A revised IDF service bill is on its way to confirmation in the Knesset. Over the years, Israeli politicians and civil society groups have called for drafting young ultra-Orthodox men into the military instead of enabling them to stay in yeshivas and study. The new plan is a major concession of the left-center parties on the principle known as "sharing the burden.”
Foreign Minister Yair Lapid and Finance Minister Avigdor Liberman are closely associated with long-held demands that the ultra-Orthodox share the burden. Judging by the new plan, they seem to have realized that yeshiva students cannot be conscripted by force. They are now waiving military service for economic reasons, as way to bring these young people into the work force.
When the State of Israel was new, Prime Minister David ben Gurion struck a deal with the ultra-Orthodox leadership. The arrangement was that the several hundred yeshiva students could continue their Torah studies and not be drafted into the Israel Defense Forces despite the new country's compulsory military service. When the Likud rose to power at the end of the 1970s, the arrangement was broadened and within a decade the number of exemptions rose to the thousands, making up 15% of the population of conscription age.
The exemption from conscription was contingent on yeshiva study, leading ultra-Orthodox youths to stay in the schools until they aged out of conscription eligibility at 28. The long period of study meant that ultra-Orthodox remained excluded from working as well for many long years.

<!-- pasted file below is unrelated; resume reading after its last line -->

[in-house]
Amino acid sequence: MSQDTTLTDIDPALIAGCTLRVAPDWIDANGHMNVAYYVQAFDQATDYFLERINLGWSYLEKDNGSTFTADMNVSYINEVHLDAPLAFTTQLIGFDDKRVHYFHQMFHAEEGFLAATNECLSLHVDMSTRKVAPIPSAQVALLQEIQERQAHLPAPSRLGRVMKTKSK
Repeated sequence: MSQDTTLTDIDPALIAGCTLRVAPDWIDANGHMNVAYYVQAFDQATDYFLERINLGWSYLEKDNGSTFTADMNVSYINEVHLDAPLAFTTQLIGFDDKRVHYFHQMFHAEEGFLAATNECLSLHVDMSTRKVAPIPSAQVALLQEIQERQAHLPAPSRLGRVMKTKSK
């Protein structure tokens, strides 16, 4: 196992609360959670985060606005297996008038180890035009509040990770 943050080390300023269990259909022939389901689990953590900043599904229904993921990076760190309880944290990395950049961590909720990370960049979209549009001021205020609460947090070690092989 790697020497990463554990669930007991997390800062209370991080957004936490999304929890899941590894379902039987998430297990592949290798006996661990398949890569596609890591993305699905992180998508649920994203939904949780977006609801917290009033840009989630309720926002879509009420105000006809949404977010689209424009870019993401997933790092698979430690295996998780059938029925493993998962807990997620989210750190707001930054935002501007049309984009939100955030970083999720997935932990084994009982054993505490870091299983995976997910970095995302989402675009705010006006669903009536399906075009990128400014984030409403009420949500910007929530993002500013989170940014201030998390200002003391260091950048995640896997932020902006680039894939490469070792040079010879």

The problem worsened at the beginning of the new millennium: While 60% of the ultra-Orthodox worked in 1980, only a third of ultra-Orthodox men did so in 2003, making most ultra-Orthodox youths an economic burden on the state. And though the state supported them via various stipends and allowances, poverty among the Israeli ultra-Orthodox has reached about 50% of families.
The issue of ultra-Orthodox conscription has become a highly sensitive issue in Israeli society. Over the years, various solutions were offered such as the “Tal Law” in 2000 to allow ultra-Orthodox young men to work for a two-year period and then decide whether to return to the yeshiva or do abbreviated military or national service. But the law expired in 2012. Petitions to the High Court against the government and the special conscription exemption for the ultra-Orthodox left the problem on the table. Protesters continued to demand equality in “sharing the burden” with the support of Yesh Atid.
In 2014, when Yesh Atid was in Netanyahu’s government, a new law was passed that set quotas for conscripting ultra-Orthodox men. New IDF service tracks were designed specially for the ultra-Orthodox, such as the combat battalion known as Netzah Yehuda, an ultra-Orthodox battalion in the Paratrooper Company and technological tracks in various service branches.